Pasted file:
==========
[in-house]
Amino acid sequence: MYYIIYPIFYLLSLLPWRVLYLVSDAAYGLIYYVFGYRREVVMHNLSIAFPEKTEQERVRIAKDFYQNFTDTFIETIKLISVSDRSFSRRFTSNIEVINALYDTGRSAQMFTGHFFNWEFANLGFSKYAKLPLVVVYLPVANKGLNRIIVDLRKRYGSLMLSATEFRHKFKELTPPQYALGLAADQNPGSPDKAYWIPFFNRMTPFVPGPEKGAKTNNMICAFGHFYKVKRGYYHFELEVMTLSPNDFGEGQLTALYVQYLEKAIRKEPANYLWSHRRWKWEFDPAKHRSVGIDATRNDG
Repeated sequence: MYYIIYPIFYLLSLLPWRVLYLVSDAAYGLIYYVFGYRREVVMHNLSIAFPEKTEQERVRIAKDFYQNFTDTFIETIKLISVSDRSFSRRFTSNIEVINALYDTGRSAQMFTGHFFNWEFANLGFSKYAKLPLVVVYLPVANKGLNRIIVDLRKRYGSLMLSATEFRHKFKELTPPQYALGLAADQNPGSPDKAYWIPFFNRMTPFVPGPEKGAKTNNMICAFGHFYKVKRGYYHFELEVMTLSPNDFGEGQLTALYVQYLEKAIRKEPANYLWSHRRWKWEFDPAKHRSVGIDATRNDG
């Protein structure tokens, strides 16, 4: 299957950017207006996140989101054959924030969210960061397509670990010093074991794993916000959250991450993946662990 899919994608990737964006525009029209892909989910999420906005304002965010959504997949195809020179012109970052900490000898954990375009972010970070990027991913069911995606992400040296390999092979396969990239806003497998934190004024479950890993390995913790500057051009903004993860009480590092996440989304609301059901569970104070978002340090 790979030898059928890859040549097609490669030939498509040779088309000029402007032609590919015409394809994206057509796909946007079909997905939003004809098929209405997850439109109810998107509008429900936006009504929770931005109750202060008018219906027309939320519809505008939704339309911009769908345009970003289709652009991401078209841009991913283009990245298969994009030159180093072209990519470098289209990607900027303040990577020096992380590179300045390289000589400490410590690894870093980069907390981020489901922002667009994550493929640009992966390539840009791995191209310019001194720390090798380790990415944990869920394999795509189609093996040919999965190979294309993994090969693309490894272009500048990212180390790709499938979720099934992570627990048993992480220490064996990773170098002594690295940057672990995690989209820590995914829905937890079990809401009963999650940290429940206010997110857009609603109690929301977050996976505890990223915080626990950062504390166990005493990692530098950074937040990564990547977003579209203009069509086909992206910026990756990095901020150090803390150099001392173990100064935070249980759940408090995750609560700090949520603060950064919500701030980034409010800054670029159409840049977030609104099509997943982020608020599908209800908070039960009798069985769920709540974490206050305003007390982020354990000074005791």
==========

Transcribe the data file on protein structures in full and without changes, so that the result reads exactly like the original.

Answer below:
[in-house]
Amino acid sequence: MYYIIYPIFYLLSLLPWRVLYLVSDAAYGLIYYVFGYRREVVMHNLSIAFPEKTEQERVRIAKDFYQNFTDTFIETIKLISVSDRSFSRRFTSNIEVINALYDTGRSAQMFTGHFFNWEFANLGFSKYAKLPLVVVYLPVANKGLNRIIVDLRKRYGSLMLSATEFRHKFKELTPPQYALGLAADQNPGSPDKAYWIPFFNRMTPFVPGPEKGAKTNNMICAFGHFYKVKRGYYHFELEVMTLSPNDFGEGQLTALYVQYLEKAIRKEPANYLWSHRRWKWEFDPAKHRSVGIDATRNDG
Repeated sequence: MYYIIYPIFYLLSLLPWRVLYLVSDAAYGLIYYVFGYRREVVMHNLSIAFPEKTEQERVRIAKDFYQNFTDTFIETIKLISVSDRSFSRRFTSNIEVINALYDTGRSAQMFTGHFFNWEFANLGFSKYAKLPLVVVYLPVANKGLNRIIVDLRKRYGSLMLSATEFRHKFKELTPPQYALGLAADQNPGSPDKAYWIPFFNRMTPFVPGPEKGAKTNNMICAFGHFYKVKRGYYHFELEVMTLSPNDFGEGQLTALYVQYLEKAIRKEPANYLWSHRRWKWEFDPAKHRSVGIDATRNDG
């Protein structure tokens, strides 16, 4: 299957950017207006996140989101054959924030969210960061397509670990010093074991794993916000959250991450993946662990 899919994608990737964006525009029209892909989910999420906005304002965010959504997949195809020179012109970052900490000898954990375009972010970070990027991913069911995606992400040296390999092979396969990239806003497998934190004024479950890993390995913790500057051009903004993860009480590092996440989304609301059901569970104070978002340090 790979030898059928890859040549097609490669030939498509040779088309000029402007032609590919015409394809994206057509796909946007079909997905939003004809098929209405997850439109109810998107509008429900936006009504929770931005109750202060008018219906027309939320519809505008939704339309911009769908345009970003289709652009991401078209841009991913283009990245298969994009030159180093072209990519470098289209990607900027303040990577020096992380590179300045390289000589400490410590690894870093980069907390981020489901922002667009994550493929640009992966390539840009791995191209310019001194720390090798380790990415944990869920394999795509189609093996040919999965190979294309993994090969693309490894272009500048990212180390790709499938979720099934992570627990048993992480220490064996990773170098002594690295940057672990995690989209820590995914829905937890079990809401009963999650940290429940206010997110857009609603109690929301977050996976505890990223915080626990950062504390166990005493990692530098950074937040990564990547977003579209203009069509086909992206910026990756990095901020150090803390150099001392173990100064935070249980759940408090995750609560700090949520603060950064919500701030980034409010800054670029159409840049977030609104099509997943982020608020599908209800908070039960009798069985769920709540974490206050305003007390982020354990000074005791």